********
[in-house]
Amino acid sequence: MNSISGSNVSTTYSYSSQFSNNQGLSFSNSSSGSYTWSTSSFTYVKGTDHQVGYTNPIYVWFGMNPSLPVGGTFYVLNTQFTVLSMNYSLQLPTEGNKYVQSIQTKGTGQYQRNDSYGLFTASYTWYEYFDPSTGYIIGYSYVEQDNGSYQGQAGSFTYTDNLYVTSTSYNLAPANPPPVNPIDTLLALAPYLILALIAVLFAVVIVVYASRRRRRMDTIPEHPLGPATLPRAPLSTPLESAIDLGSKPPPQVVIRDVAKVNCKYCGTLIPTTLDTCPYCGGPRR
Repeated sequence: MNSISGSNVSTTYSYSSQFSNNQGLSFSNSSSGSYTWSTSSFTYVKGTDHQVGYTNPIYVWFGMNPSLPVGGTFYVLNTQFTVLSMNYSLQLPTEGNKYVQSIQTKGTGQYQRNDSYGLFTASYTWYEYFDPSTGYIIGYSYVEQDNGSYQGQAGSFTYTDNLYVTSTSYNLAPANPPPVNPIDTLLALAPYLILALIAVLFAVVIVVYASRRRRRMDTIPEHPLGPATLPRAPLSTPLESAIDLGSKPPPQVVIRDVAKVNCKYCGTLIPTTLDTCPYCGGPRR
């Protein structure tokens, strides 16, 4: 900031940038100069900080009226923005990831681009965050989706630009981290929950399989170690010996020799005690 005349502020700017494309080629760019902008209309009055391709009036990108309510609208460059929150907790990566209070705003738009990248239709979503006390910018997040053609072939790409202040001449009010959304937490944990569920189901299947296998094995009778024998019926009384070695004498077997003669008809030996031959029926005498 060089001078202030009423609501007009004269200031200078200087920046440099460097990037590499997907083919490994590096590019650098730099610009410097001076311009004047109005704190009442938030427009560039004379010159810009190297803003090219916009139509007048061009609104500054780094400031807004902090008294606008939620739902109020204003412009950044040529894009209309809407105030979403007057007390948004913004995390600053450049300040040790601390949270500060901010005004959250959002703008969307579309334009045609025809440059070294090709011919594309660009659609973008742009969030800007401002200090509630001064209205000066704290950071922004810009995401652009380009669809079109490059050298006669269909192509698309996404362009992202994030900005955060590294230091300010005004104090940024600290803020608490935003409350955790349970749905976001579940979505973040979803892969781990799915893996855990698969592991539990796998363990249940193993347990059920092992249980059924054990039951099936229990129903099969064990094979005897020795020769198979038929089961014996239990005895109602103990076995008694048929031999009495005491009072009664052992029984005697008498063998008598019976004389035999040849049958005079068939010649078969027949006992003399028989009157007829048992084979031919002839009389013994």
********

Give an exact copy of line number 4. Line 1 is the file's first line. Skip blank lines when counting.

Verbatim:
């Protein structure tokens, strides 16, 4: 900031940038100069900080009226923005990831681009965050989706630009981290929950399989170690010996020799005690 005349502020700017494309080629760019902008209309009055391709009036990108309510609208460059929150907790990566209070705003738009990248239709979503006390910018997040053609072939790409202040001449009010959304937490944990569920189901299947296998094995009778024998019926009384070695004498077997003669008809030996031959029926005498 060089001078202030009423609501007009004269200031200078200087920046440099460097990037590499997907083919490994590096590019650098730099610009410097001076311009004047109005704190009442938030427009560039004379010159810009190297803003090219916009139509007048061009609104500054780094400031807004902090008294606008939620739902109020204003412009950044040529894009209309809407105030979403007057007390948004913004995390600053450049300040040790601390949270500060901010005004959250959002703008969307579309334009045609025809440059070294090709011919594309660009659609973008742009969030800007401002200090509630001064209205000066704290950071922004810009995401652009380009669809079109490059050298006669269909192509698309996404362009992202994030900005955060590294230091300010005004104090940024600290803020608490935003409350955790349970749905976001579940979505973040979803892969781990799915893996855990698969592991539990796998363990249940193993347990059920092992249980059924054990039951099936229990129903099969064990094979005897020795020769198979038929089961014996239990005895109602103990076995008694048929031999009495005491009072009664052992029984005697008498063998008598019976004389035999040849049958005079068939010649078969027949006992003399028989009157007829048992084979031919002839009389013994």